Select one of the frequently asked questions below to learn more about probate and its process.

What Is Probate?

Probate is the legal process of administering the estate of a deceased person by resolving all claims and disbursing that person’s property under a VALID will.

What Is an Estate?

An Estate is the net worth of an individual at any point in time. It is the sum of a one’s assets – legal rights, interests and entitlements to property of any kind – less all liabilities at that time.

What Types Of Probate Are There?

  • Testate Administration – decedent died with a will
  • Independent Intestate Administration – decedent died without a will
  • Dependent Intestate Administration – decedent died without a will
  • Probate of Will as Muniment of Title – decedent died with a will

What Probate Steps Occur When Someone Leaves A Will?

When someone dies and leaves a will (Testate Administration), the Probate Process is as follows:

  • 1.File an application for probate, along with the Will in the Texas Probate Court in the county in which the decedent resided.

– Once the application has been filed, Texas law requires a 2 week waiting period before a hearing can be held on the probate application.

– During the 2 week waiting period the County Clerk posts notice at the courthouse that an application for probate has been filed. The posting serves as notice to anyone who may have an interest in the estate.

  • 2. The hearing will then be heard in front of a judge. In most cases, the Judge will recognize that the decedent has died, that the Court has jurisdiction, that the Will is valid and that the executor is qualified to serve.
  • 3. Once the Judge approves the Application for Probate, the executor can receive Letters Testamentary. The Letters Testamentary give the executor the authority to act on behalf of the decedent’s estate.

– Most often, the executor will then open up a bank account and obtain a Tax ID.

– The executor will then have the obligation of identifying and collecting the estate’s assets, paying the debts of the estate, paying taxes and collecting debts owed the estate.

  • 4. Within one month from the date the executor is determined to be qualified to serve, a public notice must be published in a local newspaper. This acts to serve as a notice to creditors of the estate and afford them the opportunity to make a claim against the estate.

– This is why your mailbox gets filled with unwanted “SPAM” mail and casual “stop bys” from investors looking to buy the home.

– At this point, the executor can put any real property up for sale.

  • 5. Within 90 days after the executor is qualified, an Inventory, Appraisement and List of Claims must be filed with the County Clerk. This is essentially a list of the assets of the estate and their values.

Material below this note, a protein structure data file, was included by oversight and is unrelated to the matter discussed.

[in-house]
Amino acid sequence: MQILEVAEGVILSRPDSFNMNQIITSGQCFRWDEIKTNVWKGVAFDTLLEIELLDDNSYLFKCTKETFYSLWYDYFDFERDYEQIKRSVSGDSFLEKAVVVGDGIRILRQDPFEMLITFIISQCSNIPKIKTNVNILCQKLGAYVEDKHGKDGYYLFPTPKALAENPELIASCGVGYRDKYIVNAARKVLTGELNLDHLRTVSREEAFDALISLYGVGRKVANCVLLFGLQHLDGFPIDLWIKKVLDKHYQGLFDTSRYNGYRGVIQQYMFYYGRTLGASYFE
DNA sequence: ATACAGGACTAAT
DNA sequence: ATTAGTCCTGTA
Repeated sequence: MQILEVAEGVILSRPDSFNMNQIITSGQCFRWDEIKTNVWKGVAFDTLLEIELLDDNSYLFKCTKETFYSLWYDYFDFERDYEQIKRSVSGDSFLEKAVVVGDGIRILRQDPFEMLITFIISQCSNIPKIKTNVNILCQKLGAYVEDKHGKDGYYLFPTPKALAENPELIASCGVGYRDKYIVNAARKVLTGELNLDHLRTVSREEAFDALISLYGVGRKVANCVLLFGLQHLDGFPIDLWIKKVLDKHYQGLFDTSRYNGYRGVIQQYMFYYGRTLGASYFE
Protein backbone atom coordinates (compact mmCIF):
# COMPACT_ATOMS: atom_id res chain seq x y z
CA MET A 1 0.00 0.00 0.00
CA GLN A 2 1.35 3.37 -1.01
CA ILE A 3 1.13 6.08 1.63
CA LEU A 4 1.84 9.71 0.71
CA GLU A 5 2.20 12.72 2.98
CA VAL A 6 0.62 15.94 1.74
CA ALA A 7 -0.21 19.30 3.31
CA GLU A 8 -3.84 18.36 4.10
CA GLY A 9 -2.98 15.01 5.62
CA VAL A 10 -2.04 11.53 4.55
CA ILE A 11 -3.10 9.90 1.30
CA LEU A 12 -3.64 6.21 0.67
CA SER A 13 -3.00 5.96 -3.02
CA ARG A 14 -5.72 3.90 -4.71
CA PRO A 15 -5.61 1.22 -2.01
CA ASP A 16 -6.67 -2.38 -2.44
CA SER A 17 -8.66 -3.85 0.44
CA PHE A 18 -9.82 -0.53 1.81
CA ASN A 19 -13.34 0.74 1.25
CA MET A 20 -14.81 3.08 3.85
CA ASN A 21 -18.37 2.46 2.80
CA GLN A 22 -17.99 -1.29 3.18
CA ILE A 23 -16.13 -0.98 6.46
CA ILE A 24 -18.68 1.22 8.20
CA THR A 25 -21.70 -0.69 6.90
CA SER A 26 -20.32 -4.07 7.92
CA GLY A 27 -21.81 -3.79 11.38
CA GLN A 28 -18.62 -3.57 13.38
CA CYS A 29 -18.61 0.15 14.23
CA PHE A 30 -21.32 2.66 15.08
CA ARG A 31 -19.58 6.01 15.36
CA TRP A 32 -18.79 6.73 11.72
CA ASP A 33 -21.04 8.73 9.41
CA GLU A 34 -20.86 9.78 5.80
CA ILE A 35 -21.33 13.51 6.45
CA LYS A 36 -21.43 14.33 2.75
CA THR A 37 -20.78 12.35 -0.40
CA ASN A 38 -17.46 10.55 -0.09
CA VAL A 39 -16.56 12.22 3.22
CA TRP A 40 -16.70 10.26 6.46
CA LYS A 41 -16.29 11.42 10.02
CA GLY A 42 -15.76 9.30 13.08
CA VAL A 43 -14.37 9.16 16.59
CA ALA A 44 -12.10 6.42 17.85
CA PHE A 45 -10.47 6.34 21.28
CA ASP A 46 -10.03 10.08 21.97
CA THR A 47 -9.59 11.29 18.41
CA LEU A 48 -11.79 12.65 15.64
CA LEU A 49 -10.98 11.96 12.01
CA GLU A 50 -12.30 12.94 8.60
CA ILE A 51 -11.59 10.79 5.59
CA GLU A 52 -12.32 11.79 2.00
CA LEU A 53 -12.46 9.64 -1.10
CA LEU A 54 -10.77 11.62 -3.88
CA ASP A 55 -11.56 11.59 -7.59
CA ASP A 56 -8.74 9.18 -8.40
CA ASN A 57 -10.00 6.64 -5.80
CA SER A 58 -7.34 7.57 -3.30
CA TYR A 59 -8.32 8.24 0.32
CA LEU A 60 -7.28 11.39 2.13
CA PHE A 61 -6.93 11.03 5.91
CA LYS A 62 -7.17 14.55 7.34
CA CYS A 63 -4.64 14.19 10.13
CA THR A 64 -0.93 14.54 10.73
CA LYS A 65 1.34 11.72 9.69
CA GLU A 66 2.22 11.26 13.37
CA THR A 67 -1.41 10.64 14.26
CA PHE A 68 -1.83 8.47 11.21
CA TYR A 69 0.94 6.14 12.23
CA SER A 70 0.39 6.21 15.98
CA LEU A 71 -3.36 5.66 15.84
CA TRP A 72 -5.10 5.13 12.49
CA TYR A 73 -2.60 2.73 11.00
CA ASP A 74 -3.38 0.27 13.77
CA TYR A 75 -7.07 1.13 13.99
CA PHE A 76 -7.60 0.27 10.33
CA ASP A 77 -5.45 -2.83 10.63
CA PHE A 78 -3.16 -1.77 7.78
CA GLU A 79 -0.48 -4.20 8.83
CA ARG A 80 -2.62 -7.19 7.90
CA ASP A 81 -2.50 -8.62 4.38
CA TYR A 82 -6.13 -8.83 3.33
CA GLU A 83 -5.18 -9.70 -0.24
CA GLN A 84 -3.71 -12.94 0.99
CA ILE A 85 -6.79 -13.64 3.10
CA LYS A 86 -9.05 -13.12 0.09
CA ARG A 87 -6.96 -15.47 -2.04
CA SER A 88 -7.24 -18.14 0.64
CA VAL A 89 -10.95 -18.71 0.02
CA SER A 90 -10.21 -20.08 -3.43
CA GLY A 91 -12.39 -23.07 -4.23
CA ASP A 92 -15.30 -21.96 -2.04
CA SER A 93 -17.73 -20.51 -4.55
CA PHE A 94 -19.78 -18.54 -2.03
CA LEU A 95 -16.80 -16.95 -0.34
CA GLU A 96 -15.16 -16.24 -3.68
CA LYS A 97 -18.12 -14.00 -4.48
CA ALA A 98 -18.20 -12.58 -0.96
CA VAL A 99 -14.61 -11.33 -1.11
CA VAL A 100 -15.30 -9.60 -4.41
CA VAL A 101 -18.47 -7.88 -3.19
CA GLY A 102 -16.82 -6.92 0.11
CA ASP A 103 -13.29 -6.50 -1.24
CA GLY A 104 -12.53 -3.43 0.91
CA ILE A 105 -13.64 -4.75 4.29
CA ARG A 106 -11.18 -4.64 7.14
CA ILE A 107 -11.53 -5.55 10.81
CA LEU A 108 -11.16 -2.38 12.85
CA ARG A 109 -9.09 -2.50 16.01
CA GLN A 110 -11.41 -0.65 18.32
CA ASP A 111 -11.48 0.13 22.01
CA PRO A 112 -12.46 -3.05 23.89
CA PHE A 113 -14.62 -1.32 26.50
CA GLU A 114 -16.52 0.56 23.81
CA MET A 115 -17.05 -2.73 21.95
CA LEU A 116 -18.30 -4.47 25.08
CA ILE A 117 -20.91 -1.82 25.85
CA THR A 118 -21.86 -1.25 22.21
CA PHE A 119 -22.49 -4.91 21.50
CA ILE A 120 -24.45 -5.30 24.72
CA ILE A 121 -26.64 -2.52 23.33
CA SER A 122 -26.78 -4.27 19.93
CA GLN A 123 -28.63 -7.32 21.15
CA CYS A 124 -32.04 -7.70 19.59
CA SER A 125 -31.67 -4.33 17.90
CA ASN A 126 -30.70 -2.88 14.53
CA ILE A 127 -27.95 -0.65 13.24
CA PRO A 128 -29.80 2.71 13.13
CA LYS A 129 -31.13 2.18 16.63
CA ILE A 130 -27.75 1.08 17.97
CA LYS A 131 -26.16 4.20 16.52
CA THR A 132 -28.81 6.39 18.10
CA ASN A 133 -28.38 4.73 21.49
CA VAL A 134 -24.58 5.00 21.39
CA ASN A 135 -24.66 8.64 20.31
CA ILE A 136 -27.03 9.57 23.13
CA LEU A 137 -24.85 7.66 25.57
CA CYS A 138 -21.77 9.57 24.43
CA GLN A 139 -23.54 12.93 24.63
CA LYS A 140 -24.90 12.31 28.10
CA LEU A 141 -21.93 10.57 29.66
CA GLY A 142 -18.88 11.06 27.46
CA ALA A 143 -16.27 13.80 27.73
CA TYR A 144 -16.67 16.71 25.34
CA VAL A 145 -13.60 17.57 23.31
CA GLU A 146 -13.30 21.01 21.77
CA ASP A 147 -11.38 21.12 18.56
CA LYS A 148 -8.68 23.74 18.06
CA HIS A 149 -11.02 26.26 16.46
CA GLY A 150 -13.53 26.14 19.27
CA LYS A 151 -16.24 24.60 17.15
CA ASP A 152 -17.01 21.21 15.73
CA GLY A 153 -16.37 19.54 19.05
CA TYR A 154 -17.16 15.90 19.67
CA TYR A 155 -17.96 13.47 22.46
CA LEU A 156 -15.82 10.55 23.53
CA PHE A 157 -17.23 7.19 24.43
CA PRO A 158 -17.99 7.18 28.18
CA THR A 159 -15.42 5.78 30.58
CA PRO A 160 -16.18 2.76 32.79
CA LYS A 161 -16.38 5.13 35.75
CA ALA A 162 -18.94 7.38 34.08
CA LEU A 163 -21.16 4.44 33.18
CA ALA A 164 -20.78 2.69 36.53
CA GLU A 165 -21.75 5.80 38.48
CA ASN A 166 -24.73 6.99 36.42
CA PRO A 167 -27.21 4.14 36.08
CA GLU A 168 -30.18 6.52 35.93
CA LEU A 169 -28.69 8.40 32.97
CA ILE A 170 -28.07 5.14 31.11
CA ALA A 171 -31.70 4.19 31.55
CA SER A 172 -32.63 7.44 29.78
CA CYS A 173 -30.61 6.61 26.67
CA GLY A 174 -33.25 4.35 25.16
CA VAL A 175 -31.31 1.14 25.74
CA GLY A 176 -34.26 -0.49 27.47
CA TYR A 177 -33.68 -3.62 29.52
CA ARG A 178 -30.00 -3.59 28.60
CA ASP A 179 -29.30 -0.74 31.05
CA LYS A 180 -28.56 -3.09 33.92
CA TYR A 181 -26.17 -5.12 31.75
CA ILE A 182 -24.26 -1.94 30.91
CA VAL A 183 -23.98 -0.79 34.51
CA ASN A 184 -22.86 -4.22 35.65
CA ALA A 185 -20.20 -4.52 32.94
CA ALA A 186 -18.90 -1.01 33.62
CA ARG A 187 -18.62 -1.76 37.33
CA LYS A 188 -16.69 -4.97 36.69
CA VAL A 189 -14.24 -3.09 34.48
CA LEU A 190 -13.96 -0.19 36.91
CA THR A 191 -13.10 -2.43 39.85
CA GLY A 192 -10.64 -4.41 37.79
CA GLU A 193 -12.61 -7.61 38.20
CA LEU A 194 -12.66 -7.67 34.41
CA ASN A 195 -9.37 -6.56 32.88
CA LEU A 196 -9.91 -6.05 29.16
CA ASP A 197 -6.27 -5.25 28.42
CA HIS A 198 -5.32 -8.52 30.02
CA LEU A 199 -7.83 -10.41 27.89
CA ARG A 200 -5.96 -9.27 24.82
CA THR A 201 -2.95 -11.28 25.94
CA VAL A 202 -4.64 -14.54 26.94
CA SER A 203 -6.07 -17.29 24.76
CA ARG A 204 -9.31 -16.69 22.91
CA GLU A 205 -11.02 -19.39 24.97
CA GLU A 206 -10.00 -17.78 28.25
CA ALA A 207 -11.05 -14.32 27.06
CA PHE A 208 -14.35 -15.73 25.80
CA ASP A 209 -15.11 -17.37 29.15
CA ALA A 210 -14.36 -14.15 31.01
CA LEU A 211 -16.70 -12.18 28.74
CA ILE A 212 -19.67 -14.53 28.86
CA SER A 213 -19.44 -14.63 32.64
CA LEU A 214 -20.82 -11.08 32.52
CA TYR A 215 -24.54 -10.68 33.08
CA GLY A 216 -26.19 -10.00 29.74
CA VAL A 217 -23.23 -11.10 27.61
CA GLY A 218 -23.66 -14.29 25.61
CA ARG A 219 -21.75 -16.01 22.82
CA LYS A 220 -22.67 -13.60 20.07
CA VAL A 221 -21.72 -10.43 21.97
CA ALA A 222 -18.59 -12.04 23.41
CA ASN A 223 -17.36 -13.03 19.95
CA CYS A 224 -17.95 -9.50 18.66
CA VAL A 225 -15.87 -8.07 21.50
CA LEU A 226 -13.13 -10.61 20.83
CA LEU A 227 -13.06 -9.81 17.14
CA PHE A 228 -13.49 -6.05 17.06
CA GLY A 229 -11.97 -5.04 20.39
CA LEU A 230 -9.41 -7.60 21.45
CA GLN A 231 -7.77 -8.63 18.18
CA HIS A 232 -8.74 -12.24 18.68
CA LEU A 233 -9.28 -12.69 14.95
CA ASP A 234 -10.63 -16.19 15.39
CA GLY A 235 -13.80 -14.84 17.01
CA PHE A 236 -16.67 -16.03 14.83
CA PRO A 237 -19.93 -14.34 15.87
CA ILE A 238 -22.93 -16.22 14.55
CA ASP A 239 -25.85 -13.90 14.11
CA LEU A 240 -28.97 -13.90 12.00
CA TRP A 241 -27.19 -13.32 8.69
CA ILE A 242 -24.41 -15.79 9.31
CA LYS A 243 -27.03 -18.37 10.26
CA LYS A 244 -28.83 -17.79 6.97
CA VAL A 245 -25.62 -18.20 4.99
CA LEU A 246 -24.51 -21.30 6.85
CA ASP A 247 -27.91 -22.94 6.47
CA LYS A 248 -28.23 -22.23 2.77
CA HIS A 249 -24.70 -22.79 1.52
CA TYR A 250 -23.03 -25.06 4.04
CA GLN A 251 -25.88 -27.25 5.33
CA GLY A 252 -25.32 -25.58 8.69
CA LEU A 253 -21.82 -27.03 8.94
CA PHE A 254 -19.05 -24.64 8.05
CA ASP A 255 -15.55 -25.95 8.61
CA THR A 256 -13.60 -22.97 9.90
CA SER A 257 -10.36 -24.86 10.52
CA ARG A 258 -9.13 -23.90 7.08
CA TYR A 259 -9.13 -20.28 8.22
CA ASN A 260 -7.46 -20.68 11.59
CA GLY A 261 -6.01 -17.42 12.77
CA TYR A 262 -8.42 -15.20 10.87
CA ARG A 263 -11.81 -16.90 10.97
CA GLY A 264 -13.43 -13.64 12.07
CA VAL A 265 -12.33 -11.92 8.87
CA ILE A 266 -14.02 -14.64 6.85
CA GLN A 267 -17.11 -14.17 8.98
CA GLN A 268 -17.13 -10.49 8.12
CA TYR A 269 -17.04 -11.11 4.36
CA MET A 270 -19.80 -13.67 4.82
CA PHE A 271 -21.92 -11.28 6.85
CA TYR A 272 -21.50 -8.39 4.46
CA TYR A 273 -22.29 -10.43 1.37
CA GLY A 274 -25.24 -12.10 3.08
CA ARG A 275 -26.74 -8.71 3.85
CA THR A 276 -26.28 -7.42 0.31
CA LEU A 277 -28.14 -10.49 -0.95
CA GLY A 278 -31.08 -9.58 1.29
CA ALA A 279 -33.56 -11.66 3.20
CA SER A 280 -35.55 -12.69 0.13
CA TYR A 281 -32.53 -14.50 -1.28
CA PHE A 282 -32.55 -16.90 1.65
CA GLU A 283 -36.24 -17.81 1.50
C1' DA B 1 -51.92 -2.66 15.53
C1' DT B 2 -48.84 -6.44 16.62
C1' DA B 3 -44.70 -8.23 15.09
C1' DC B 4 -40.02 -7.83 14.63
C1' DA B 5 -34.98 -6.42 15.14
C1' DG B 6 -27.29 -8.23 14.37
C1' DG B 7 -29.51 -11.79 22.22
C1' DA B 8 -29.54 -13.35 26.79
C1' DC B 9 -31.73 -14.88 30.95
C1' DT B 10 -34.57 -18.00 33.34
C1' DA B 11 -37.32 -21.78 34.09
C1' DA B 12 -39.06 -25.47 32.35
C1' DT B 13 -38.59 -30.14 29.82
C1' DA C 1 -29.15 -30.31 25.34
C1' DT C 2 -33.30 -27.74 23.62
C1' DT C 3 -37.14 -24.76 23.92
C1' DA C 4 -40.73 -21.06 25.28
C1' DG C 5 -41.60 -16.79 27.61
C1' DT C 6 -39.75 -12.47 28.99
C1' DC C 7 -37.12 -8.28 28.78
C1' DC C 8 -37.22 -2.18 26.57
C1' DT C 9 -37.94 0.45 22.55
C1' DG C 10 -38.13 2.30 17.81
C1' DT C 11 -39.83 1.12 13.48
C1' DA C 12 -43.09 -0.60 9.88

• 6. After the debts and expenses of the estate are paid, the executor shall have the obligation of distributing the estate assets to the beneficiaries as directed in the Will.

– If this is a taxable estate, within 9 months from the date of death any necessary tax returns should be filed.

What Probate Steps Occur When Someone Dies Without A Will?

  • If a decedent dies without a will, the Court is going to be required to make a judicial determination of the heirs of the estate and the proportions of the estate to which each heir is entitled.

– Under Texas law, when the decedent died without a will, the default rule requires a Dependent Intestate Administration. In a Dependent Intestate Administration an administrator is appointed instead of an executor. The administrator is required to seek Court approval for each step of the probate process. Because of the additional procedures and complexity involved with a Dependent Intestate Administration it has higher administrative and legal costs.

– An alternative to a Dependent Intestate Administration when a decedent dies without a will is to create an Independent Intestate Administration. If all of the heirs of an estate agree, the Court can appoint an independent administrator. Similarly to independent executors that are appointed in a will, an independent administrator appointed by the Court has minimal court supervision.

  • An Independent Intestate Administration is generally preferred to a Dependent Intestate Administration.
  • The probate of a will as a Muniment of Title is a type of administration used when probating a will more than four years after the date of decedent’s death.

– It is also sometimes used when the only assets that need to be distributed to the heirs are real estate.

– When probating a will as a Muniment of Title, the will is recognized as valid, but no executor or administrator is appointed. Once the Court approves the will and signs an order, the will and order can be used similarly to a deed and may be used to transfer real property to the heirs.

This is only meant to be a brief overview of the types of probate procedures in Texas. If you need help with a probate matter, please contact an attorney for further information and assistance.

Thank you to Jeff Mentlewski, attorney with Mentlewski Paranjpe Law Group, PLLC, for summarizing probate and its process.

Compare listings